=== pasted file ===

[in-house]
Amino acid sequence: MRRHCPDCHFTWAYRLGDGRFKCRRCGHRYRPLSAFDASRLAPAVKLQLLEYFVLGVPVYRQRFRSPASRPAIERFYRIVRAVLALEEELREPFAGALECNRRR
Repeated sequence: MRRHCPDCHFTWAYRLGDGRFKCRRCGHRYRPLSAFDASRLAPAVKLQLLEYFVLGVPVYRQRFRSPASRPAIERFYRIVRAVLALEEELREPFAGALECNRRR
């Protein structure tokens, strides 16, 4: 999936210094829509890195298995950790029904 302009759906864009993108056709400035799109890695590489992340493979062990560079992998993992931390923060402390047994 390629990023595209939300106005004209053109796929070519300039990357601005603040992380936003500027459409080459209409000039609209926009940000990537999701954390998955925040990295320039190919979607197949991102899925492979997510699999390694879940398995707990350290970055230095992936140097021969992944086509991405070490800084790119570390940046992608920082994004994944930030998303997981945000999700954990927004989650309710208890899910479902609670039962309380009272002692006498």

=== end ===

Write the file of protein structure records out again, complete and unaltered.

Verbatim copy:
[in-house]
Amino acid sequence: MRRHCPDCHFTWAYRLGDGRFKCRRCGHRYRPLSAFDASRLAPAVKLQLLEYFVLGVPVYRQRFRSPASRPAIERFYRIVRAVLALEEELREPFAGALECNRRR
Repeated sequence: MRRHCPDCHFTWAYRLGDGRFKCRRCGHRYRPLSAFDASRLAPAVKLQLLEYFVLGVPVYRQRFRSPASRPAIERFYRIVRAVLALEEELREPFAGALECNRRR
């Protein structure tokens, strides 16, 4: 999936210094829509890195298995950790029904 302009759906864009993108056709400035799109890695590489992340493979062990560079992998993992931390923060402390047994 390629990023595209939300106005004209053109796929070519300039990357601005603040992380936003500027459409080459209409000039609209926009940000990537999701954390998955925040990295320039190919979607197949991102899925492979997510699999390694879940398995707990350290970055230095992936140097021969992944086509991405070490800084790119570390940046992608920082994004994944930030998303997981945000999700954990927004989650309710208890899910479902609670039962309380009272002692006498």